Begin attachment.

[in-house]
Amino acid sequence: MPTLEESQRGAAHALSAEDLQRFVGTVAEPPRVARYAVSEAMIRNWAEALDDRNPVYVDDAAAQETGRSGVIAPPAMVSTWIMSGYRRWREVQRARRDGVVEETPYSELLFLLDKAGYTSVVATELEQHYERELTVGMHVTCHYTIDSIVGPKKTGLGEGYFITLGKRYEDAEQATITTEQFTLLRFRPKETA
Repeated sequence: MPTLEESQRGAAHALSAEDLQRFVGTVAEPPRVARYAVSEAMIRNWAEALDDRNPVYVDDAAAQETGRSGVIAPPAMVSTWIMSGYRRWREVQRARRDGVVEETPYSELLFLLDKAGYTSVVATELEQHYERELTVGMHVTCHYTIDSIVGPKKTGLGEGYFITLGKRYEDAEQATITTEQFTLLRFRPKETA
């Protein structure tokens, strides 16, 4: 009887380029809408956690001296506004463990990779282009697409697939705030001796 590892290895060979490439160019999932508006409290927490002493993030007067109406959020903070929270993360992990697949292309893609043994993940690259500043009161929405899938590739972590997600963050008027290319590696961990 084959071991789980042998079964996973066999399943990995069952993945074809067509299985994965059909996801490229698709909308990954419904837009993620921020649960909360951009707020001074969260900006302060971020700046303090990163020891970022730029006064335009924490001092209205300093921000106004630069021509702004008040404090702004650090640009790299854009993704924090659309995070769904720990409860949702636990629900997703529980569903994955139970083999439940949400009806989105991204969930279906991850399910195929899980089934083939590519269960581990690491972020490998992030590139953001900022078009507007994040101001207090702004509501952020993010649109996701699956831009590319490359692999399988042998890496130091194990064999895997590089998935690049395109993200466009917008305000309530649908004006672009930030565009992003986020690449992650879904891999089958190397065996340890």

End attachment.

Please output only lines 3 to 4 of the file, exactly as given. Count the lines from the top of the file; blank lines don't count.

Repeated sequence: MPTLEESQRGAAHALSAEDLQRFVGTVAEPPRVARYAVSEAMIRNWAEALDDRNPVYVDDAAAQETGRSGVIAPPAMVSTWIMSGYRRWREVQRARRDGVVEETPYSELLFLLDKAGYTSVVATELEQHYERELTVGMHVTCHYTIDSIVGPKKTGLGEGYFITLGKRYEDAEQATITTEQFTLLRFRPKETA
């Protein structure tokens, strides 16, 4: 009887380029809408956690001296506004463990990779282009697409697939705030001796 590892290895060979490439160019999932508006409290927490002493993030007067109406959020903070929270993360992990697949292309893609043994993940690259500043009161929405899938590739972590997600963050008027290319590696961990 084959071991789980042998079964996973066999399943990995069952993945074809067509299985994965059909996801490229698709909308990954419904837009993620921020649960909360951009707020001074969260900006302060971020700046303090990163020891970022730029006064335009924490001092209205300093921000106004630069021509702004008040404090702004650090640009790299854009993704924090659309995070769904720990409860949702636990629900997703529980569903994955139970083999439940949400009806989105991204969930279906991850399910195929899980089934083939590519269960581990690491972020490998992030590139953001900022078009507007994040101001207090702004509501952020993010649109996701699956831009590319490359692999399988042998890496130091194990064999895997590089998935690049395109993200466009917008305000309530649908004006672009930030565009992003986020690449992650879904891999089958190397065996340890």